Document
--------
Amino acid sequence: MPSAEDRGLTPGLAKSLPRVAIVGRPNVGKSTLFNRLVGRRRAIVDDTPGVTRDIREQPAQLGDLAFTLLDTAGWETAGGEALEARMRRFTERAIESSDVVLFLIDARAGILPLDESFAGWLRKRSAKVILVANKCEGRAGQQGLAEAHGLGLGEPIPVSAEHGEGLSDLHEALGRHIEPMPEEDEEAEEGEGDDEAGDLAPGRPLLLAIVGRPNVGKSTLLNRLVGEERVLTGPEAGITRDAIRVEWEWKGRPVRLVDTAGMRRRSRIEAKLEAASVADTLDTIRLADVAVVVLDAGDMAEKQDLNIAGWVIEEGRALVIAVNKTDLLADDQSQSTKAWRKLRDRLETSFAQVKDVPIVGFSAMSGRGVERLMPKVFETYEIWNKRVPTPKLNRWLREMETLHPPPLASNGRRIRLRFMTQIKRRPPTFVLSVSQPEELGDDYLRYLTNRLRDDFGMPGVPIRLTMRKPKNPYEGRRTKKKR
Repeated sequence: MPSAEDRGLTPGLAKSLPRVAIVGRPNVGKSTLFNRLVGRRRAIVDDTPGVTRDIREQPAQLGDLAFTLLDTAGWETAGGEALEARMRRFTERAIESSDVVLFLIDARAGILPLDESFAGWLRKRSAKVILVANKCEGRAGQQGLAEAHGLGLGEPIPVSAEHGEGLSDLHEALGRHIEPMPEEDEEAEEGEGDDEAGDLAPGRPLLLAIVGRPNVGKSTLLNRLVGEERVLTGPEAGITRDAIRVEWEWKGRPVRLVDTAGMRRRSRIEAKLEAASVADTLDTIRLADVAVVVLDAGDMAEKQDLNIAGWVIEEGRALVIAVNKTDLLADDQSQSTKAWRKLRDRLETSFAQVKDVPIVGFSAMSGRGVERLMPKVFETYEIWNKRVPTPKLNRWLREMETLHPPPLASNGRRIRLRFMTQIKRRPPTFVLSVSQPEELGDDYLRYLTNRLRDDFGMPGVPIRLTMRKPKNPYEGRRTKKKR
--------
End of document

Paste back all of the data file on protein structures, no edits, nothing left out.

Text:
Amino acid sequence: MPSAEDRGLTPGLAKSLPRVAIVGRPNVGKSTLFNRLVGRRRAIVDDTPGVTRDIREQPAQLGDLAFTLLDTAGWETAGGEALEARMRRFTERAIESSDVVLFLIDARAGILPLDESFAGWLRKRSAKVILVANKCEGRAGQQGLAEAHGLGLGEPIPVSAEHGEGLSDLHEALGRHIEPMPEEDEEAEEGEGDDEAGDLAPGRPLLLAIVGRPNVGKSTLLNRLVGEERVLTGPEAGITRDAIRVEWEWKGRPVRLVDTAGMRRRSRIEAKLEAASVADTLDTIRLADVAVVVLDAGDMAEKQDLNIAGWVIEEGRALVIAVNKTDLLADDQSQSTKAWRKLRDRLETSFAQVKDVPIVGFSAMSGRGVERLMPKVFETYEIWNKRVPTPKLNRWLREMETLHPPPLASNGRRIRLRFMTQIKRRPPTFVLSVSQPEELGDDYLRYLTNRLRDDFGMPGVPIRLTMRKPKNPYEGRRTKKKR
Repeated sequence: MPSAEDRGLTPGLAKSLPRVAIVGRPNVGKSTLFNRLVGRRRAIVDDTPGVTRDIREQPAQLGDLAFTLLDTAGWETAGGEALEARMRRFTERAIESSDVVLFLIDARAGILPLDESFAGWLRKRSAKVILVANKCEGRAGQQGLAEAHGLGLGEPIPVSAEHGEGLSDLHEALGRHIEPMPEEDEEAEEGEGDDEAGDLAPGRPLLLAIVGRPNVGKSTLLNRLVGEERVLTGPEAGITRDAIRVEWEWKGRPVRLVDTAGMRRRSRIEAKLEAASVADTLDTIRLADVAVVVLDAGDMAEKQDLNIAGWVIEEGRALVIAVNKTDLLADDQSQSTKAWRKLRDRLETSFAQVKDVPIVGFSAMSGRGVERLMPKVFETYEIWNKRVPTPKLNRWLREMETLHPPPLASNGRRIRLRFMTQIKRRPPTFVLSVSQPEELGDDYLRYLTNRLRDDFGMPGVPIRLTMRKPKNPYEGRRTKKKR